||Gavin Francis's engaging and edifying book Adventures in Human Being breathes life into the study of anatomy by situating it in the larger landscape of human experience, connecting the body to art, literature, music, astronomy, and history. -New York Review of Books This sort of book has been done before but not nearly so well as Dr. Francis does it. He brings certain necessary equipment to this task. These include a keen sense of the marvelous, a prose style as elegant and cutting as a scalpel, and a breadth of clinical experience that is unusual in an age of specialization... Adventures in Human Being, with its deft mix of the clinical and the lyrical, is a triumph of the eloquent brain and the compassionate heart. -Wall Street Journal Delightful... The joy of Mr Francis's work lies in the fact that although he delights in the body's physical reality, he takes care not to reduce human experience to that alone. -The Economist A sober and beautiful book about the landscape of the human body: thought-provoking and eloquent. -Hilary Mantel [A] brilliantly original and highly engaging book that takes you on a journey that is both familiar and unfamiliar, a book that marries both the physical and metaphysical with such imaginative wit and eloquence. -The Independent (UK) [Francis] offers an unusually upbeat medical perspective...His essays form a kind of anatomical atlas in which Francis proceeds from head to toe, stopping along the way to explore the lungs, genitalia, liver, and other organs. -Boston Globe Woven through [these] tales are brief but fascinating histories of society's evolving understanding of a given body part... And there are pictures-countless x-rays, paintings, and old medical illustrations... With so many threads, the essays might have risked becoming a tangled mess. But Francis handles them deftly, engaging readers and bringing us along with his own discursive thoughts wherever they take us. -Health Affairs An illuminating and fascinating journey. -Acadiana Lifestyle Magazine That Adventures in Human Being is an astonishing, moving and enchanting book can be explained in part by Francis's unique range of experience, his erudition and his enthusiasm. -New Statesman [Francis] gracefully integrates elements of philosophy, medical history and literature to add a contemplative element to what is an already mesmerizing book. He writes from a medical perspective without being pretentious, and his simple yet highly descriptive prose beautifully communicates the science and drama bound up in the human form. -BookTrib Francis jumps nimbly between anatomy, history and personal experience in a way that makes the book both highly informative and compulsively readable. You have only to glance at the index to see the range of this remarkable book... It promises an intriguing voyage and delivers it in great style. Thoroughly recommended. -Daily Express (UK) So enthralling and so well written that it should win [a] clutch of prizes... immensely engaging and often unexpected... Some of the chapters are small masterpieces of insight and information. -Sunday Times (UK) In a series of deft essays on anatomy, starting with the head and working down to the feet, Francis moves skillfully between the scientific and the aesthetic, anatomical fact and emotional consequence, to craft a profound yet highly readable account of the intimate, inextricable relationship between the physical body and what some still call the soul. -Irish Times Clever, strangely beautiful... The style is crisp and fast and the human tales irresistible. -The Times (UK) [Francis] is a fine, subtle and observant writer... this is an illuminating and arresting book. -Herald Scotland A quietly radical, three-dimensional view of issues such as reproduction, birth, death and disability that has the power, at times, to make you stop mid-sentence and carefully reassess some of your most basic assumptions. -Scotsman Since he is both a GP and a travel writer, a better-suited guide than Francis to this bag of flesh, fluids and bones would be hard to find. There is much to astonish in [his] travel through the 'most intimate landscape of all.' -Sunday Express (UK) An extraordinarily sensitive and informative book... Starting at the top of the body and going to the sometimes neglected bottom [Francis] thoughtfully and thoroughly discusses each bodily disturbance. His descriptions...are beautifully and clearly presented. Highly recommended. -CHOICE [Francis] does a fine job of investigating the relationships among medicine, philosophy, and life in this informative and fascinating work. Appropriate for anyone interested in learning more about medicine, the history of medicine, philosophy, and human biology, from laypersons to researchers and scientists. -Library Journal A joy to read and demonstrates that the best of medicine operates in the intersection between science and the humanities... thoroughly engaging. -Publishers Weekly Doctors with literary ambitions write memoirs, tell stories about patients, or educate us. Scottish physician Francis successfully combines all three. In 18 chapters on 18 body parts, the author delivers no-nonsense lessons on anatomy and biology. -Kirkus Reviews In Francis's beautifully written, exquisitely thoughtful, and completely captivating cartography, the body is a superbly-lit museum filled with treasures, and Dr. Francis the perfect guide who deftly weaves together science and story to reveal the wondrous flesh-and-blood underpinnings of our daily lives. It's a spellbinding view. -Diane Ackerman, author of The Zookeeper's Wife and The Human Age Adventures in Human Being puts a new twist on armchair travel, bringing the destination right into the chair with the reader. Gavin Francis illustrates this tour of the human body with well-chosen and well-told stories from his own medical practice. A fascinating and thoroughly enjoyable read. -Thor Hanson, author of Feathers and The Triumph of Seeds Wonderful, subtle, unpretentious... I have never read a book like this one and I recommend it wholeheartedly. Reading it, you feel better. -John Berger, author of Ways of Seeing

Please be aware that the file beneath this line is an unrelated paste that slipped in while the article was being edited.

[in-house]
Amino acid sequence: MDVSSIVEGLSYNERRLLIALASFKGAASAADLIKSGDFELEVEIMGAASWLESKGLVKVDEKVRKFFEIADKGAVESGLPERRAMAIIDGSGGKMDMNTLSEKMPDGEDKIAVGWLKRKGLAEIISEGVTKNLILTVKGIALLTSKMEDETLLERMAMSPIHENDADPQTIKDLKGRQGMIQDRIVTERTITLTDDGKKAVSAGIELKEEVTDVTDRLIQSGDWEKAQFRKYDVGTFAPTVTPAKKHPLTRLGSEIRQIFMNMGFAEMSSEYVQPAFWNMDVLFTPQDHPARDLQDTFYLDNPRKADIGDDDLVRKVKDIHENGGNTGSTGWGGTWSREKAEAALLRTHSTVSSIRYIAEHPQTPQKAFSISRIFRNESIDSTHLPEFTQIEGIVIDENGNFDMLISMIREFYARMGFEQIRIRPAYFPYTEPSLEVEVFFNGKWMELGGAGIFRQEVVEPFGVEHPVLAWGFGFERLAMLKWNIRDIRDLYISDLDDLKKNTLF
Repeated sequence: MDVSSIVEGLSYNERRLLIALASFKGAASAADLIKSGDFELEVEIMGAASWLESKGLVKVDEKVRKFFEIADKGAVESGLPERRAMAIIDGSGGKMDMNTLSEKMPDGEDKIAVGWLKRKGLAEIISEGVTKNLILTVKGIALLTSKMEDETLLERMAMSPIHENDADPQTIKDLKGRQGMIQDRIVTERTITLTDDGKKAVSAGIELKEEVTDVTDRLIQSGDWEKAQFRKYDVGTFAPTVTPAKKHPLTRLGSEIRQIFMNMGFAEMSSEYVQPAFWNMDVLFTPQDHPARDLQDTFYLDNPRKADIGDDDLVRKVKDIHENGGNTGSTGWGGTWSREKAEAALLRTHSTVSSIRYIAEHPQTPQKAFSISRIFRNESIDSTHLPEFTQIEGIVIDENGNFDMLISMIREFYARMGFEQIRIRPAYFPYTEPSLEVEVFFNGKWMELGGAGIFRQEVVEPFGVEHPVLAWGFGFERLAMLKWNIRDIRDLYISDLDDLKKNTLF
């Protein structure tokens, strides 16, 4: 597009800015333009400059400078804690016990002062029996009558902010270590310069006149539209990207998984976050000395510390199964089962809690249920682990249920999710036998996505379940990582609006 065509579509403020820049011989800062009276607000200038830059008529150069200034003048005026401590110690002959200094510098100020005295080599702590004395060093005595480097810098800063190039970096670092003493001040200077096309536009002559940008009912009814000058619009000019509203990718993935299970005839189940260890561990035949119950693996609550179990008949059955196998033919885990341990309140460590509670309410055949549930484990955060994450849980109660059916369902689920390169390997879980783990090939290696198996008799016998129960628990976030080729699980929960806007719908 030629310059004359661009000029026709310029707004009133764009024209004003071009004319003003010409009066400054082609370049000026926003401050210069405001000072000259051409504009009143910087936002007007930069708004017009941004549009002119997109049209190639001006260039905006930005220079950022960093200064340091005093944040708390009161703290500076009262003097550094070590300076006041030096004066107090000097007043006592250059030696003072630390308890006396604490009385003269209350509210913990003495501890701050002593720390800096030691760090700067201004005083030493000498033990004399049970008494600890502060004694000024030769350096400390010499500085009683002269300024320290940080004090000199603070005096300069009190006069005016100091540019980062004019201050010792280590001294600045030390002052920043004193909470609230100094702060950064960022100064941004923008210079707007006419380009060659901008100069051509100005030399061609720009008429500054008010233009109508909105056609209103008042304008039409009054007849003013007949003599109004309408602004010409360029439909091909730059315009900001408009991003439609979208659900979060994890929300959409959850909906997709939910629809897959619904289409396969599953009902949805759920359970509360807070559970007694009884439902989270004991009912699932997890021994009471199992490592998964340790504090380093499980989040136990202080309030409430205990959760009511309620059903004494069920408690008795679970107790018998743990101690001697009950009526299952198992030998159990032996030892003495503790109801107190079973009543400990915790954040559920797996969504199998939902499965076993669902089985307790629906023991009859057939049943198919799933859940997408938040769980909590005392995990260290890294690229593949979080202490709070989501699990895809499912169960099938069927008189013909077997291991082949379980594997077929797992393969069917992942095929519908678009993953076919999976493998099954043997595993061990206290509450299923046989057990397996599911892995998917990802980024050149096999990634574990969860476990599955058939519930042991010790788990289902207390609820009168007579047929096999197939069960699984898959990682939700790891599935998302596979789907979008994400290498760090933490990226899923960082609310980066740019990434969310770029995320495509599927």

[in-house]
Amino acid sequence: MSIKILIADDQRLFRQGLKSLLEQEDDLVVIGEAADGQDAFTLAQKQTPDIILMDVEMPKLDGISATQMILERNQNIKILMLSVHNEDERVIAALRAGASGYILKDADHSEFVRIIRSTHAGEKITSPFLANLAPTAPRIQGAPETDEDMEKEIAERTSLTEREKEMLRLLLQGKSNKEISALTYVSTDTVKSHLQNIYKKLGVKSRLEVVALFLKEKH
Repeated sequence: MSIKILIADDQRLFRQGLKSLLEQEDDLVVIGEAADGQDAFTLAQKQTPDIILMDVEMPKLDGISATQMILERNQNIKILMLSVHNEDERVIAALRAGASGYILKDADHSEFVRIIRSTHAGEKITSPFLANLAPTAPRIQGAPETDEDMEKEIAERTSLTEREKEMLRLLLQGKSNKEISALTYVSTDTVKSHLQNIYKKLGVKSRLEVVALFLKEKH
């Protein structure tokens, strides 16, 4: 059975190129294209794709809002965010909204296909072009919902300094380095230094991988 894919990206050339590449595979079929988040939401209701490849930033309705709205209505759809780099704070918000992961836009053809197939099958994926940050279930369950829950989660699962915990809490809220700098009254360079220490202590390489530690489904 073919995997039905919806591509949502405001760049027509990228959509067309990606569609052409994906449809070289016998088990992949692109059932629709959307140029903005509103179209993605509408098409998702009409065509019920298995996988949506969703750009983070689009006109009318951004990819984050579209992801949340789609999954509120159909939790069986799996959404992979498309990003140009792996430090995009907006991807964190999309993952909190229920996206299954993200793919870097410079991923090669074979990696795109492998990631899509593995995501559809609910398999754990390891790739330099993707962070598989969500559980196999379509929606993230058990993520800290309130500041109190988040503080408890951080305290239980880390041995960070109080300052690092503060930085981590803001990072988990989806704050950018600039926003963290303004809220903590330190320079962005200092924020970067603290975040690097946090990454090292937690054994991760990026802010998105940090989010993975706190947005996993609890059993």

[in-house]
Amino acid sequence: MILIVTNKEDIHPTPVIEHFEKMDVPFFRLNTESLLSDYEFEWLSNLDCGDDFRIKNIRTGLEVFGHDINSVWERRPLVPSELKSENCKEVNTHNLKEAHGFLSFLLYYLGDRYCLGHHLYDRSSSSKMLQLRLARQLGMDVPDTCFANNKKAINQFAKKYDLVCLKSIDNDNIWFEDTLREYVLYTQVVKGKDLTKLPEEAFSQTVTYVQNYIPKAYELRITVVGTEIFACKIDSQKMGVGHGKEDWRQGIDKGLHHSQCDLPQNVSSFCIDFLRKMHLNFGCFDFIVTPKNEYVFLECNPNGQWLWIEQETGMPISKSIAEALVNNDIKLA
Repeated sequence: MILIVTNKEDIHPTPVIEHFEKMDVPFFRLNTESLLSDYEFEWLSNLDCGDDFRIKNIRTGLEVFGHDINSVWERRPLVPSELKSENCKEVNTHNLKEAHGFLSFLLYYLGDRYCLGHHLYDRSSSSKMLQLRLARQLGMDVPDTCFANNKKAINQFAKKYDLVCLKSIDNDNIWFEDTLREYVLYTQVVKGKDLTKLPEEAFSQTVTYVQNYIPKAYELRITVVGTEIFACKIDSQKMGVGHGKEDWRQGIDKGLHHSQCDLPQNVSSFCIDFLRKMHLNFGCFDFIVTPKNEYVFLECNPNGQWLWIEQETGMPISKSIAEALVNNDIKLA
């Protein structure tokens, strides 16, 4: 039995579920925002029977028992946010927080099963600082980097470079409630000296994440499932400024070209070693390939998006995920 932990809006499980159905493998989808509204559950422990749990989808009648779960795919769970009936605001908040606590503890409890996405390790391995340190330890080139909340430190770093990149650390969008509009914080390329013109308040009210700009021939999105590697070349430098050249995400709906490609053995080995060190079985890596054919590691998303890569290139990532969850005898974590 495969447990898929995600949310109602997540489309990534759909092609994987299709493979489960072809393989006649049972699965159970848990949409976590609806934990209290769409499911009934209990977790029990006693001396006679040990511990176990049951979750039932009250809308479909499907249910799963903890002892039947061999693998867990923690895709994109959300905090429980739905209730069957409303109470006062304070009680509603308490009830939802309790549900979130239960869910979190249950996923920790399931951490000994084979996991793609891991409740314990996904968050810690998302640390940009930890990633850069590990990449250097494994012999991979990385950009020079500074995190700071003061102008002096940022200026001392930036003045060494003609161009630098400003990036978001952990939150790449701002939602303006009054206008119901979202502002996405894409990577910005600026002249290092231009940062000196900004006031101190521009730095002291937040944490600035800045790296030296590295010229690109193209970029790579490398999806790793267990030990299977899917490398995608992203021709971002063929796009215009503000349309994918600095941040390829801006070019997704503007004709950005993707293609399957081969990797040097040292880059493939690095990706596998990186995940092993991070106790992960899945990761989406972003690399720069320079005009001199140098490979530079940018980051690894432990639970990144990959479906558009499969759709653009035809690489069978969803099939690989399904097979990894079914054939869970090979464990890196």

Gavin Francis is a physician and the author of True North: Travels in Arctic Europe and Empire Antarctica: Ice, Silence and Emperor Penguins, which won the Scottish Book of the Year Award, was shortlisted for the Ondaatje Prize and the Costa Prize, and was named a best book of the year by The Economist and the Financial Times. A regular contributor to the London Review of Books, the Guardian, and the New York Review of Books, Francis lives in Edinburgh, Scotland.